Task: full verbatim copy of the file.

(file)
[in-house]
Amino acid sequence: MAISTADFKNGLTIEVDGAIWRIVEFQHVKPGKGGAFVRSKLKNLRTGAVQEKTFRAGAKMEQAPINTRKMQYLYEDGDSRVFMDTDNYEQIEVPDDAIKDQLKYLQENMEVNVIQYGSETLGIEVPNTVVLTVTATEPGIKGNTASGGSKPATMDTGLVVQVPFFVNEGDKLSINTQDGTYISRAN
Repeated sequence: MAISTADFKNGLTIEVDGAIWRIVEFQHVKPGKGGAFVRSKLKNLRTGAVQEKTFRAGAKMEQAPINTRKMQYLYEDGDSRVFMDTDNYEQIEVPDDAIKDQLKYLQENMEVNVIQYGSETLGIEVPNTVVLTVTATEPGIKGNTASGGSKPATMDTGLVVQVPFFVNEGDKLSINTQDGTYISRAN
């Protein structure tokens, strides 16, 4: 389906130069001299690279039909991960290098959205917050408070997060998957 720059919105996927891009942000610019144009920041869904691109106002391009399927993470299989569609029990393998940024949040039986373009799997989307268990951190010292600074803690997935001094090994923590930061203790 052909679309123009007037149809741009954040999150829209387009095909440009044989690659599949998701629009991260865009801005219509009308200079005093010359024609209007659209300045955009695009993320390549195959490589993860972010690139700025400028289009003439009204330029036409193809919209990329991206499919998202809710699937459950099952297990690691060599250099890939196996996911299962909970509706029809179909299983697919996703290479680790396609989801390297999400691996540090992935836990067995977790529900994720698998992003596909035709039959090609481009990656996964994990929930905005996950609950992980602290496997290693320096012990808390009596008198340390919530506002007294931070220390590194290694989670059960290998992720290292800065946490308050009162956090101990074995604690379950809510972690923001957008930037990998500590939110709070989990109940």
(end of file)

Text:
[in-house]
Amino acid sequence: MAISTADFKNGLTIEVDGAIWRIVEFQHVKPGKGGAFVRSKLKNLRTGAVQEKTFRAGAKMEQAPINTRKMQYLYEDGDSRVFMDTDNYEQIEVPDDAIKDQLKYLQENMEVNVIQYGSETLGIEVPNTVVLTVTATEPGIKGNTASGGSKPATMDTGLVVQVPFFVNEGDKLSINTQDGTYISRAN
Repeated sequence: MAISTADFKNGLTIEVDGAIWRIVEFQHVKPGKGGAFVRSKLKNLRTGAVQEKTFRAGAKMEQAPINTRKMQYLYEDGDSRVFMDTDNYEQIEVPDDAIKDQLKYLQENMEVNVIQYGSETLGIEVPNTVVLTVTATEPGIKGNTASGGSKPATMDTGLVVQVPFFVNEGDKLSINTQDGTYISRAN
């Protein structure tokens, strides 16, 4: 389906130069001299690279039909991960290098959205917050408070997060998957 720059919105996927891009942000610019144009920041869904691109106002391009399927993470299989569609029990393998940024949040039986373009799997989307268990951190010292600074803690997935001094090994923590930061203790 052909679309123009007037149809741009954040999150829209387009095909440009044989690659599949998701629009991260865009801005219509009308200079005093010359024609209007659209300045955009695009993320390549195959490589993860972010690139700025400028289009003439009204330029036409193809919209990329991206499919998202809710699937459950099952297990690691060599250099890939196996996911299962909970509706029809179909299983697919996703290479680790396609989801390297999400691996540090992935836990067995977790529900994720698998992003596909035709039959090609481009990656996964994990929930905005996950609950992980602290496997290693320096012990808390009596008198340390919530506002007294931070220390590194290694989670059960290998992720290292800065946490308050009162956090101990074995604690379950809510972690923001957008930037990998500590939110709070989990109940």